The timber market traditionally receives supplies from the extensive northern hilly forest regions to support the local wood carving cottage industry and other demands. The description of Saharanpur’s economy is incomplete without mentioning the contribution of the wooden handicrafts industry, which is the basis of livelihood for half of the population and source of recognition globally. Beautiful art and utilitarian woodwork objects are displayed and sold in the sprawling market from near Ambala Road up to Chilkana Road. The founding father of wooden handicraft industry in Saharanpur was Atta Hussain, an ancestor of the present S.M.Imam M.Ikram family, still active in this handicraft. In the last few decades, the Punjabi Market and Kamboh Katehra market have become famous for their high volume of textile trade. Hosiery has become a significant cottage industry, supplying goods to Ludhiana market, other nearby cities and Uttarakhand’s markets.

Historically, the common householder’s market is centred in the compact area around the landmark Jama Masjid. Within a radius of less than half a kilometre around it, a network of narrow roads is lined with groups of shops selling practically all the commodities, right from jewellery to groceries.

Modern show rooms, retail outlets of upper end branded goods and branches of several major banks are located in the up scale Court Road market, near the city’s Civil Court and the Collectorate offices. However, the city does not boast yet of any ultra modern Shopping Malls, catering to the tastes of high-fashion sophisticated buyers.

A fascinating spectacle is the weekly Mangal Bazar (Tuesday Market) that springs up on the long road of popular Nehru Market and around, when the city’s shops are closed for the weekly holiday; it is literally an ‘open air mall’ of the poor. Every thinkable item of household needs, tools needed for various trades, simple appliances and their parts are available; the quality and price are aimed at the lower end customers. The crowd that throngs this market has to be seen to be believed.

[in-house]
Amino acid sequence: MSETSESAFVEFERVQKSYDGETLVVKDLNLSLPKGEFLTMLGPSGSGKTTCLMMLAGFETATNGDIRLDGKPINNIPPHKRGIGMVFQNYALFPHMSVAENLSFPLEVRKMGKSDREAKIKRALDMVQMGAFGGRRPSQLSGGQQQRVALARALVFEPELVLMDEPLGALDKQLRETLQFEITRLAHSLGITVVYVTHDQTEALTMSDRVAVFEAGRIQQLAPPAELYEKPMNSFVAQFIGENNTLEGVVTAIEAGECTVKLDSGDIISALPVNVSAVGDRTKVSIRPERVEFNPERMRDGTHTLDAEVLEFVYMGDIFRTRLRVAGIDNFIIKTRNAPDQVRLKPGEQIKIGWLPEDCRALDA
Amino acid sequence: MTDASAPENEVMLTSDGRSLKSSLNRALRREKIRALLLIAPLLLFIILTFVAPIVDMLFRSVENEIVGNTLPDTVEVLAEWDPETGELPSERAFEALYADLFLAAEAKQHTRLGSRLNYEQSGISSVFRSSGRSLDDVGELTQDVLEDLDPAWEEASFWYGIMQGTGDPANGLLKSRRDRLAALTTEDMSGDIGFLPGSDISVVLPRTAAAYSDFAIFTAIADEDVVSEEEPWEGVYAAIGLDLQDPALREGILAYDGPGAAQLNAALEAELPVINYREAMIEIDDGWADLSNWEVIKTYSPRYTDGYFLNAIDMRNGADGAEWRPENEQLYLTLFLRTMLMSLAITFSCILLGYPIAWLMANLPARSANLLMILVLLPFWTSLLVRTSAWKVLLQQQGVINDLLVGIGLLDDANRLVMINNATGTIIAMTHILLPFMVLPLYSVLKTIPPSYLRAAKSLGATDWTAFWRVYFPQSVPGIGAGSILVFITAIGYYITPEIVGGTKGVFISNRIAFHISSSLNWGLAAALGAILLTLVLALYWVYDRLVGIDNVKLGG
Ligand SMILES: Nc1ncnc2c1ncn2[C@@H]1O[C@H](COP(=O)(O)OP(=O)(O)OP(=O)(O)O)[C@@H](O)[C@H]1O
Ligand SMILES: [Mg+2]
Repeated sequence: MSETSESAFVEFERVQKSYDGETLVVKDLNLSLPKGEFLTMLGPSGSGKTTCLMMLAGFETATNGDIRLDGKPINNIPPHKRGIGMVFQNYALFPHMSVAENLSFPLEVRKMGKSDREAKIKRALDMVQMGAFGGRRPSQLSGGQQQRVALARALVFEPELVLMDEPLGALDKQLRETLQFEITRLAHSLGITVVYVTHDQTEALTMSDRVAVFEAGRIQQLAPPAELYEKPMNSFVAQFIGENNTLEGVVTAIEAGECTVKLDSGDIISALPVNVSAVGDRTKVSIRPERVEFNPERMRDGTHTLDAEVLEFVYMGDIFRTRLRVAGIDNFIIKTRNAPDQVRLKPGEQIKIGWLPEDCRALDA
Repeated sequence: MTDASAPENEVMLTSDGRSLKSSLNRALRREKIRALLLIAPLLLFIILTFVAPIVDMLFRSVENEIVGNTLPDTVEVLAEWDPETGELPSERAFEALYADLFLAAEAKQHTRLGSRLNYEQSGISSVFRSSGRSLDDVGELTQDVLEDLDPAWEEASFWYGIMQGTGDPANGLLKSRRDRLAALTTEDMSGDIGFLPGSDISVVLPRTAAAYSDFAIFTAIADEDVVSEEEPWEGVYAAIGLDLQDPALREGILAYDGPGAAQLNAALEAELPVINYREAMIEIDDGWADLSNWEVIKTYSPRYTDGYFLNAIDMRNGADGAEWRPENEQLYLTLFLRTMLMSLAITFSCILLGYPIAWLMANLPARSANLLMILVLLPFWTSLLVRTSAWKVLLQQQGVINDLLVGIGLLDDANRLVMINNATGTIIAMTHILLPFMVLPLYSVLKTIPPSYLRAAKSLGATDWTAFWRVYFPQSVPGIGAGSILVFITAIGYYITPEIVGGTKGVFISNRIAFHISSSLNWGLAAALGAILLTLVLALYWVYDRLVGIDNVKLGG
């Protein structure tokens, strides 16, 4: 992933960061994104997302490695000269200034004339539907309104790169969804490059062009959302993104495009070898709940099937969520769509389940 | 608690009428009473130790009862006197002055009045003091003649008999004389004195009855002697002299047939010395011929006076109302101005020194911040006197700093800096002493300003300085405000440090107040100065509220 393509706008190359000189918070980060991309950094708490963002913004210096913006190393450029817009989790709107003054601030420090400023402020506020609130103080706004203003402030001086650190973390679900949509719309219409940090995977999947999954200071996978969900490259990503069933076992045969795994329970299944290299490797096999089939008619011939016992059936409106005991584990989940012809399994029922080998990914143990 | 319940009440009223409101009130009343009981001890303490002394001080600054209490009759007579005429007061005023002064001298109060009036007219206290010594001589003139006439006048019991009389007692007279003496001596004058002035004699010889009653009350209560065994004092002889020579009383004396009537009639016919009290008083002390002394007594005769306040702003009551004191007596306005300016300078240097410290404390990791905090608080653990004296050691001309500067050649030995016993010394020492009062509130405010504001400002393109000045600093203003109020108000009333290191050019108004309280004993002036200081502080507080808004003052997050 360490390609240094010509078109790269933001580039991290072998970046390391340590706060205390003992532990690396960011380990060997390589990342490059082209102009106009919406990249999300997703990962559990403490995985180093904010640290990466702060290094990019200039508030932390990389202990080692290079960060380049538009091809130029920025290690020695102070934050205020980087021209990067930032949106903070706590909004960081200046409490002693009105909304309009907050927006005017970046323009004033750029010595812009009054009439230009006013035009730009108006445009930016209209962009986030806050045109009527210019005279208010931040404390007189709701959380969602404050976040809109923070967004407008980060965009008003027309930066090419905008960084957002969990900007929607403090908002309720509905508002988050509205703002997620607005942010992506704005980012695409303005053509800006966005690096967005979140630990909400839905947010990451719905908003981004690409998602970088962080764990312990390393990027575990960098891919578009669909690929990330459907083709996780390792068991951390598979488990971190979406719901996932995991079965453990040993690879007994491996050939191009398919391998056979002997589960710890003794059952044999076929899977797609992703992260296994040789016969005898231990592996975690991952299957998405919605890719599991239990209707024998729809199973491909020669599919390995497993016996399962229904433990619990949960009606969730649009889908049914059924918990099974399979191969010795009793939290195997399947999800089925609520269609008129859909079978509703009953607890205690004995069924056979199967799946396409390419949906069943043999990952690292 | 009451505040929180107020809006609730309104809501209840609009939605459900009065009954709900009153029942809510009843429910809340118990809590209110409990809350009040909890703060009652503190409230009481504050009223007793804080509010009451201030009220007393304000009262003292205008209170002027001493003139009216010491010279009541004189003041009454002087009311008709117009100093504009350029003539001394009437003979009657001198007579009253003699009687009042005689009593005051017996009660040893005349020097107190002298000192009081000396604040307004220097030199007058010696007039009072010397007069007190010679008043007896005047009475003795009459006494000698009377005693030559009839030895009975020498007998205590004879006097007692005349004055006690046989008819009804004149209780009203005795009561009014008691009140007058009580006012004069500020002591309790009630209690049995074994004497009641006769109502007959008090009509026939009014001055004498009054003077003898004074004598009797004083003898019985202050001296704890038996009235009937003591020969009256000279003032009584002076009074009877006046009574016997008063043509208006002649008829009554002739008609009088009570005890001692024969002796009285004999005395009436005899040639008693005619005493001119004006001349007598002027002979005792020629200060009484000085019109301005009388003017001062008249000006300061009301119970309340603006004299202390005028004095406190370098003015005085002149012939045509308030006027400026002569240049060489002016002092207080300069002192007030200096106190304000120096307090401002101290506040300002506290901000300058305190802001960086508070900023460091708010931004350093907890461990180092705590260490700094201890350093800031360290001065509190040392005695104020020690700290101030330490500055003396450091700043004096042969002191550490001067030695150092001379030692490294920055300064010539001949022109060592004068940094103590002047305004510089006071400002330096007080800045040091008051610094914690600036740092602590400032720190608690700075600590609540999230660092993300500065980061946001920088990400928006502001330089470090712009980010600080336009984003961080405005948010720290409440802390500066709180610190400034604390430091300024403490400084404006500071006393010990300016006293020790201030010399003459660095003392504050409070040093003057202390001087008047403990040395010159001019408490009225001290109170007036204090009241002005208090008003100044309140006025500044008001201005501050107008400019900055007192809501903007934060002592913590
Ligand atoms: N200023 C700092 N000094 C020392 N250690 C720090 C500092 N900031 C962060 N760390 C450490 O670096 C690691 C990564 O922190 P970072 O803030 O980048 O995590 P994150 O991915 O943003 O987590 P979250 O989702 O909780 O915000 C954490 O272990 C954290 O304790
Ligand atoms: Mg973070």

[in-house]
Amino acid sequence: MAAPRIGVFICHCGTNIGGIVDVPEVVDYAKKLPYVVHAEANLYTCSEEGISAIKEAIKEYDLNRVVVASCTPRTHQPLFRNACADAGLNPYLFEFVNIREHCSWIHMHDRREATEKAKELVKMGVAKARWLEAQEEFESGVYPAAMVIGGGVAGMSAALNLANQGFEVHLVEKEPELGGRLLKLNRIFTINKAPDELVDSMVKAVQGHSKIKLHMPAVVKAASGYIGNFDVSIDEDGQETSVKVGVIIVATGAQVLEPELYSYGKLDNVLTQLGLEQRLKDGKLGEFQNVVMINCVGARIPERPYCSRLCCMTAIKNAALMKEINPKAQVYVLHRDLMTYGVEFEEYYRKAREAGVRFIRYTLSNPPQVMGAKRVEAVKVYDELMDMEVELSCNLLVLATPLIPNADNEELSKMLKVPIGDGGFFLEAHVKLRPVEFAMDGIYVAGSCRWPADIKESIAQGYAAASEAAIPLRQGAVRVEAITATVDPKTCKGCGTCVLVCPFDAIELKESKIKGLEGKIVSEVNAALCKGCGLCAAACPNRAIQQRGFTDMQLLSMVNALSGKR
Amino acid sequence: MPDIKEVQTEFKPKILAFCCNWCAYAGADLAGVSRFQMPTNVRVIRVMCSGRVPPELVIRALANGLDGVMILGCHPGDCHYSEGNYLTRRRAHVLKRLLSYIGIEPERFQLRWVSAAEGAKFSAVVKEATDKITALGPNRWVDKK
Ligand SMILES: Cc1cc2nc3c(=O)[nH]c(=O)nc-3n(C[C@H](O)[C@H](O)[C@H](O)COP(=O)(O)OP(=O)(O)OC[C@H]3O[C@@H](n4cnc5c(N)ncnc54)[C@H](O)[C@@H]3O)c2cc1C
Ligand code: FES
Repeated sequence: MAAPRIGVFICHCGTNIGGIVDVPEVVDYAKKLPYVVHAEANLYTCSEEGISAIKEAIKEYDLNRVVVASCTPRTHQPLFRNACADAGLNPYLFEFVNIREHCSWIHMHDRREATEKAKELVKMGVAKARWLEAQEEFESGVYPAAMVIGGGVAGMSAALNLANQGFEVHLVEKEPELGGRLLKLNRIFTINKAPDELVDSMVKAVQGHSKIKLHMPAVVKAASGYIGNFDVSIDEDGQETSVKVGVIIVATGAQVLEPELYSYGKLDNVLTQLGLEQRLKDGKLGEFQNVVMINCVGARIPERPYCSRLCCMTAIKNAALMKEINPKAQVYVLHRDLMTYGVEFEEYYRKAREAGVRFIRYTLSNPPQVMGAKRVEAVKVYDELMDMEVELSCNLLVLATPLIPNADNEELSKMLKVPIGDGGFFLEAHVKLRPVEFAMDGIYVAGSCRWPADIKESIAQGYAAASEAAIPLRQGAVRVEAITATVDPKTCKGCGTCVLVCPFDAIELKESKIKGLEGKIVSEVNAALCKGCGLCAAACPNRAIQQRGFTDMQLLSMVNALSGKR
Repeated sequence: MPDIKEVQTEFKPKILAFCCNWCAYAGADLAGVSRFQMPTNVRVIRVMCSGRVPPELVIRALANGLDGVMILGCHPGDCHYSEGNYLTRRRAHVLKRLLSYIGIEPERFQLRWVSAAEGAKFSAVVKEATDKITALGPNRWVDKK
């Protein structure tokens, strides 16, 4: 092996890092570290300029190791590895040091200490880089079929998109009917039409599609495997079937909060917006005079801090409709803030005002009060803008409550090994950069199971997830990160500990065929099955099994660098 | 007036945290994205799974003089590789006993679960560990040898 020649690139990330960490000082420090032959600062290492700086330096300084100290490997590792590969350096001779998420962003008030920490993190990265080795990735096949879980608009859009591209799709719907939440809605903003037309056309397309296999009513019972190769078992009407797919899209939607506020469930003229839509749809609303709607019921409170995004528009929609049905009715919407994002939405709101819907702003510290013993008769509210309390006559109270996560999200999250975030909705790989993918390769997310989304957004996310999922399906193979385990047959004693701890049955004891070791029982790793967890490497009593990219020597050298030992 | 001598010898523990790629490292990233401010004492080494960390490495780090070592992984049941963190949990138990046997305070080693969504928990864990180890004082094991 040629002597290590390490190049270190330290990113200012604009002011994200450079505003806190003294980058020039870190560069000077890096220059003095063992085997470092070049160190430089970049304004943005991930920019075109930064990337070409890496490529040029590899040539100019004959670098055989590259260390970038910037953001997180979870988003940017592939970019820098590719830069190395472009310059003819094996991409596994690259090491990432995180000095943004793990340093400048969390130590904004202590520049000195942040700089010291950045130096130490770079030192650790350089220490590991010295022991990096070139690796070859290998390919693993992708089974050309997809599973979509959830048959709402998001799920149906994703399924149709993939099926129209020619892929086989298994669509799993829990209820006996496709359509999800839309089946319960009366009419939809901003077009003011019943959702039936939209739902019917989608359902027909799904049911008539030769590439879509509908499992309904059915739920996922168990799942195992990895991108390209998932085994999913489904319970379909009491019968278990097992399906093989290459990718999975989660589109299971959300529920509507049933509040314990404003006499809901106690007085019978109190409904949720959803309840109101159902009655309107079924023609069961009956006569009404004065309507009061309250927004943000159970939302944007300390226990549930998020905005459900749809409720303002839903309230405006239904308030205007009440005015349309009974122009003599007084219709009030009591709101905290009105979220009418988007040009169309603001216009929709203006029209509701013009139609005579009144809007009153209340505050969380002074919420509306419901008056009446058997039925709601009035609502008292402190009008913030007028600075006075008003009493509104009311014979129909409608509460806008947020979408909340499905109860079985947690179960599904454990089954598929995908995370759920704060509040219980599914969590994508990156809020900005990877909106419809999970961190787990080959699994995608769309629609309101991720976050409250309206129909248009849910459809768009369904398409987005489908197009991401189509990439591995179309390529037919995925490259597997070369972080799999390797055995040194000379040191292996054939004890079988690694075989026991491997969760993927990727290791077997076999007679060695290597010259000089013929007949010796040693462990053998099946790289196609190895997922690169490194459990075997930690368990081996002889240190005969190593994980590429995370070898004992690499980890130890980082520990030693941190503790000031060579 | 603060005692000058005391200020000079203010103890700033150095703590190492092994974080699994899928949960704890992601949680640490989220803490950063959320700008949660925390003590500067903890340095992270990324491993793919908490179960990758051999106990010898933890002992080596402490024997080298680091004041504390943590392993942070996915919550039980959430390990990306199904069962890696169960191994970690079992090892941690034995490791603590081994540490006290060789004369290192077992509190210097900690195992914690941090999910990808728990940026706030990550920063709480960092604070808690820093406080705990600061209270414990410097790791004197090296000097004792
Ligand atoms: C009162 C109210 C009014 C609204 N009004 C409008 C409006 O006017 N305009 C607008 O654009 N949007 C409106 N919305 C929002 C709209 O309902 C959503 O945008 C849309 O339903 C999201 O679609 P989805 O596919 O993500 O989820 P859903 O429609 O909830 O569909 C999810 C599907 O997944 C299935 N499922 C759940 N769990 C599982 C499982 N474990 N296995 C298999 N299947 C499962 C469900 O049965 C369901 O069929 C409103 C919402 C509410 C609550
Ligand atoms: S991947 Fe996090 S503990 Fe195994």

A multinational cigarette manufacturing company, the Indian Tobacco Company (ITC Limited) previously know as the Anglo-American Tobacco company or Imperial Tabaco Company, is located in Saharanpur. This factory was built in the 1930s by Baba Shib Dayal Bedi. He also was the Municipal Commissioner of Saharanpur during this period. Star Paper Mill, Sugar Mill, Hardboard Mill, Textile Mill and Wood-seasoning Mill are other important industrial enterprises located in the city.

Education Of Saharanpur
The Indian Institute of Technology, Roorkee (IIT Roorkee), one of the Ivy League engineering institutions in India, has a campus at Saharanpur. Engineering Courses in Paper Technology,Polymer Science and Process Engineering are offered at this campus. The campus is located on Paper Mill Road with Star Paper Mills, Saharanpur on one side and the Central Pulp and Paper Research Institute (CPPRI), (which is one of its kind institute in Asia), on the other side.

In 2000, an new engineering college was introduce with name
Shobhit Institute of Engineering & TECHNOLOGY(COLLEGE CODE-103).
In 2008, an new engineering college was introduce with name

Bharat Tibbiya College, Saharanpur conducts a diploma course in Unani Medicine.sourabh Rohila S/O sri Manjeet Singh did his higher education from Australia. now he is bangalore. Mazahir-ul-Uloom, Saharanpur, the famous seminary, imparts advanced education in Sunni theology, closely following the Darul Uloom, Deoband school and is at par with it in academic ranking. It is located at Arabi Madrassa.

Several colleges, affiliated to Meerut University, conduct university level courses in a number of arts and science subjects.

However, in relation to the size, population and economic strength of Saharanpur District and in comparison to the educational facilities in neighbouring districts, the city lacks adequate infrastructure for advanced education and research. It is being felt as an anomaly that needs expeditious rectification by establishing a university in the city, with its own engineering college, covering a wide gamut of courses, and medical colleges for allopathy and ayurveda education. These feelings have heightened further since the loss of academically well endowed Roorkee city, due to its separation from Saharanpur district and merger in the newly formed Uttarakhand state in September 2000.

A project to establish a medical college is being implemented now and (as on 2009), civil works for the proposed ‘Master Kanshi Ram Allopathic Government College’ are under way near Saharanpur city.